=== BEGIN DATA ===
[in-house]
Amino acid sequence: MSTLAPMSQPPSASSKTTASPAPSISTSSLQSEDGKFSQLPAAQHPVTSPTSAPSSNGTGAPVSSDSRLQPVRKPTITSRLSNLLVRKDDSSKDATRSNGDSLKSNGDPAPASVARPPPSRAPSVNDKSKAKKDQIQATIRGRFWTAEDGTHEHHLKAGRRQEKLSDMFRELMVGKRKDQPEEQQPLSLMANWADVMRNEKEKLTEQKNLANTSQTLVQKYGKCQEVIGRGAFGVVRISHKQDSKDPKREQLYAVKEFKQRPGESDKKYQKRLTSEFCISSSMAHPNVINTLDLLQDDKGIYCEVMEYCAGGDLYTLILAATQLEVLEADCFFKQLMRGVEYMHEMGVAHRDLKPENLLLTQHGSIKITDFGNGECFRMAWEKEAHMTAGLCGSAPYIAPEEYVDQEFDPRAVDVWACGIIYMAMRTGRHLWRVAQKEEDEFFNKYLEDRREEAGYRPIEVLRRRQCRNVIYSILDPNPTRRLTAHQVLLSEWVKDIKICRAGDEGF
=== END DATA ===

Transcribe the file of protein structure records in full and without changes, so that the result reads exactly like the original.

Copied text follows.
[in-house]
Amino acid sequence: MSTLAPMSQPPSASSKTTASPAPSISTSSLQSEDGKFSQLPAAQHPVTSPTSAPSSNGTGAPVSSDSRLQPVRKPTITSRLSNLLVRKDDSSKDATRSNGDSLKSNGDPAPASVARPPPSRAPSVNDKSKAKKDQIQATIRGRFWTAEDGTHEHHLKAGRRQEKLSDMFRELMVGKRKDQPEEQQPLSLMANWADVMRNEKEKLTEQKNLANTSQTLVQKYGKCQEVIGRGAFGVVRISHKQDSKDPKREQLYAVKEFKQRPGESDKKYQKRLTSEFCISSSMAHPNVINTLDLLQDDKGIYCEVMEYCAGGDLYTLILAATQLEVLEADCFFKQLMRGVEYMHEMGVAHRDLKPENLLLTQHGSIKITDFGNGECFRMAWEKEAHMTAGLCGSAPYIAPEEYVDQEFDPRAVDVWACGIIYMAMRTGRHLWRVAQKEEDEFFNKYLEDRREEAGYRPIEVLRRRQCRNVIYSILDPNPTRRLTAHQVLLSEWVKDIKICRAGDEGF